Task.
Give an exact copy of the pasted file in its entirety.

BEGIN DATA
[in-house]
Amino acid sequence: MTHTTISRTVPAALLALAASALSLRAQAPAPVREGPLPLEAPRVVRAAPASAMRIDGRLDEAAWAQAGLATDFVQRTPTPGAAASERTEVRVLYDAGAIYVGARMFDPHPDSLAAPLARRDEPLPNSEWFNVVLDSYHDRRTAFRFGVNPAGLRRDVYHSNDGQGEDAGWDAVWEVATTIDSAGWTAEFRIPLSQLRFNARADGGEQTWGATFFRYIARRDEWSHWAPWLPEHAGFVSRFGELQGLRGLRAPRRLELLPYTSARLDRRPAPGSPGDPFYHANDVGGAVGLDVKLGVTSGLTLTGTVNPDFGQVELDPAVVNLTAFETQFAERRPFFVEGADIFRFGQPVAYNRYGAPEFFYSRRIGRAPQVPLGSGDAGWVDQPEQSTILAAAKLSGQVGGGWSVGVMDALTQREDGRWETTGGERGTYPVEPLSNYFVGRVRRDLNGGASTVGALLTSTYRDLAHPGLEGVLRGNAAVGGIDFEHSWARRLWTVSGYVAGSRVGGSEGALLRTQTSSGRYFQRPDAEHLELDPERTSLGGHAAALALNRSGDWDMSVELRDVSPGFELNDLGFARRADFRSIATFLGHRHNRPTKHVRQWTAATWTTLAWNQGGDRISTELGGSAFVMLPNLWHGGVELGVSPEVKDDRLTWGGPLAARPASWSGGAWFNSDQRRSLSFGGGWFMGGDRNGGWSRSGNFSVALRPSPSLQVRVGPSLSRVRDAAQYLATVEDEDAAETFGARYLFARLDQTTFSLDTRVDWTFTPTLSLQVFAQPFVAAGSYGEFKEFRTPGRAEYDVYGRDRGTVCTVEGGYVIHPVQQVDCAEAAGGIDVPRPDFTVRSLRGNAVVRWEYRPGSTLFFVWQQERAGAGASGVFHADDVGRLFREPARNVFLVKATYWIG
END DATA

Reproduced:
[in-house]
Amino acid sequence: MTHTTISRTVPAALLALAASALSLRAQAPAPVREGPLPLEAPRVVRAAPASAMRIDGRLDEAAWAQAGLATDFVQRTPTPGAAASERTEVRVLYDAGAIYVGARMFDPHPDSLAAPLARRDEPLPNSEWFNVVLDSYHDRRTAFRFGVNPAGLRRDVYHSNDGQGEDAGWDAVWEVATTIDSAGWTAEFRIPLSQLRFNARADGGEQTWGATFFRYIARRDEWSHWAPWLPEHAGFVSRFGELQGLRGLRAPRRLELLPYTSARLDRRPAPGSPGDPFYHANDVGGAVGLDVKLGVTSGLTLTGTVNPDFGQVELDPAVVNLTAFETQFAERRPFFVEGADIFRFGQPVAYNRYGAPEFFYSRRIGRAPQVPLGSGDAGWVDQPEQSTILAAAKLSGQVGGGWSVGVMDALTQREDGRWETTGGERGTYPVEPLSNYFVGRVRRDLNGGASTVGALLTSTYRDLAHPGLEGVLRGNAAVGGIDFEHSWARRLWTVSGYVAGSRVGGSEGALLRTQTSSGRYFQRPDAEHLELDPERTSLGGHAAALALNRSGDWDMSVELRDVSPGFELNDLGFARRADFRSIATFLGHRHNRPTKHVRQWTAATWTTLAWNQGGDRISTELGGSAFVMLPNLWHGGVELGVSPEVKDDRLTWGGPLAARPASWSGGAWFNSDQRRSLSFGGGWFMGGDRNGGWSRSGNFSVALRPSPSLQVRVGPSLSRVRDAAQYLATVEDEDAAETFGARYLFARLDQTTFSLDTRVDWTFTPTLSLQVFAQPFVAAGSYGEFKEFRTPGRAEYDVYGRDRGTVCTVEGGYVIHPVQQVDCAEAAGGIDVPRPDFTVRSLRGNAVVRWEYRPGSTLFFVWQQERAGAGASGVFHADDVGRLFREPARNVFLVKATYWIG